Political and administrative decentralisation of the municipalities is still far from being finished. Only 522 municipalities (49 % of the total) had managed to obtain the necessary certification for them to become decentralised in 2001; the degree to which these municipalities have fulfilled the requirements for obtaining such certification has not been homogeneous (68). Decentralisation and reform thus represent the two general and political frameworks having an effect on all health programmes, including VBD control (69-71). Pacific Coast Department and municipal experience constitutes a special and specific case, since VBD control programmes have followed their own route towards decentralisation.
In the Departments dealt with in this study, the Institute of Health in the Nariño Department, based in Pasto, has a VBD Control Unit in Tumaco, its second city, managing the programme for 10 endemic municipalities. The Department is decentralised, as are some municipalities but in that related to the VBD programme they depend on the Tumaco Unit.
The Cauca Department is decentralised but a good part of the municipalities are not; the VBD programme is centralised at Departmental level, operating like this with the malarial municipalities.
Former MES personnel in the Valle del Cauca were appointed to a Decentralised Departmental Institute assuming responsibility for the VBD programme in 42 municipalities. This Institute has the same hierarchical level as that of the Secretariat of Health, but this is an operational unit which in turn centralises the VBD programme in an appreciable number of municipalities, in spite of some of them being already decentralised.
The Chocó Department is decentralised but the municipalities are not and the VBD programme is centralised at Departmental level, operating like this with its malarial municipalities.
This type of incomplete but stable decentralisation, in the midst of general processes related to administrative political decentralisation, has provided space for relationships leading to advantages for some actors; from the technical point of view it allows more centred managing of those critical problems which municipalities are not able to confront on their own. But the problems inherent in this decentralisation scheme are son evident; the regional or departmental unit assumes responsibility for the control programme and the municipalities do not carry out activities or assign resources. From a political point of view, this is a scheme allowing dominant political parties' lines of clientelist action to use the State's departmental and municipal apparatus, as well as its public institutions.
The achievements and problems of the GSSHS have an effect on all of the system's dimensions, including the VBD programme. Amongst the former, it is worth mentioning the increase in insurance and spending on health, the consolidation of contributions and fiscal resources as sources of financing, the vertical, horizontal and regional solidarity, the increase of subsidies to the poor and the broad package of services. On the other hand, some problems can be highlighted: the insufficient level of affiliation (72), the inefficacy in spending, the increase in expenses, inappropriate flows of resources, inadequate and insufficient identification and affiliation of poor people, segmentation of the population and weak stewardship/management.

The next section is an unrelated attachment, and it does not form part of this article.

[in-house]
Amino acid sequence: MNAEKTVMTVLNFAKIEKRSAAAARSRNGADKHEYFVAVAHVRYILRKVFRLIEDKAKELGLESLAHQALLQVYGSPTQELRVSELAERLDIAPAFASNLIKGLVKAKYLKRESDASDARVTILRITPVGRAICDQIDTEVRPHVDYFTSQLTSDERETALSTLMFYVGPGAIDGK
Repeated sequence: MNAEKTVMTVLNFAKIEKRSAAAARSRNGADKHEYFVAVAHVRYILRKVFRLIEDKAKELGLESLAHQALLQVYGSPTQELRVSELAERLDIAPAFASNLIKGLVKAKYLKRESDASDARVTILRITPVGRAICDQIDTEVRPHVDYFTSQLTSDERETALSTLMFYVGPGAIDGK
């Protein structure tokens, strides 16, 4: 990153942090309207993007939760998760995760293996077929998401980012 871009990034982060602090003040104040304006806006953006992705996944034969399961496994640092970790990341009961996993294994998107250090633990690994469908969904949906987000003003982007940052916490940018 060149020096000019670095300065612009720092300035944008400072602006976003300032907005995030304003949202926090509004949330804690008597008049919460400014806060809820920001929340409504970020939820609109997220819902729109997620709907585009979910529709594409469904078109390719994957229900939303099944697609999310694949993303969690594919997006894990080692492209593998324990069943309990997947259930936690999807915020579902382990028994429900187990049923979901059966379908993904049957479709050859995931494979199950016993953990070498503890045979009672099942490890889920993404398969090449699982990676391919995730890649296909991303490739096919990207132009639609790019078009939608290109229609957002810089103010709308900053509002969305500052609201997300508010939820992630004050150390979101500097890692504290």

3. Actors' perceptions
Other dimensions of VBD programme characteristics and problems have to do with each actor's perceptions of themselves and the other others actors, within the framework of the health system. Their perceptions are given below (Table 4).
4. Control model
A large part of the fundamental elements of the model for malaria control that we are proposing have already been presented (structural basis and malarial tendencies, the programme's current problems, etc.). Likewise, those challenges and values found in the National Malaria Control Plan (Plan Nacional de Control de la Malaria - PNCM) were considered when designing the model in terms of objectives, goals and strategies (eliminating transmission, diminishing morbidity, avoiding mortality and complications and preventing the appearance of outbreaks of malaria). Similarly, the transformation of the political and institutional context leading to having an effect on programme control should be pointed out; the Ministry of Health was recently merged with the Ministry of Work and social Security, forming the Ministry of Social Protection, generating extensive reorganisation and relocation of functions and dependencies.
The modelling exercise required the following aspects of the model for the control of malaria to be taken into account:
- Principles underlying the new control model programme: a set of key capacities must be included having a significant effect on programmes having different degrees and level of development;
- Approach: comprehensive, seeking to compensate or equilibrate coverage and quality; and
- Purposes and objectives: for contributing towards reducing and preventing mortality and morbidity, controlling transmission and avoiding epidemic outbreaks, the model has the following objectives:
- Augmenting malaria programme control management capacity (building management capacity) at municipal and Departmental level;
- Improving control activity quality and scope (prevention, treatment and monitoring) in the municipalities and Departments;
- Criteria and viability: these have been conceived as being a realizable challenge, between the optimal and the desirable, in a complex institutional and social setting within the current normative framework, without which processes should be undertaken for modifying or producing Laws and Decrees. Simpler normative transformations could be necessary (i.e. Ministry Resolutions or Assembly and Council decisions);
- Scope: applicable at departmental and municipal level; and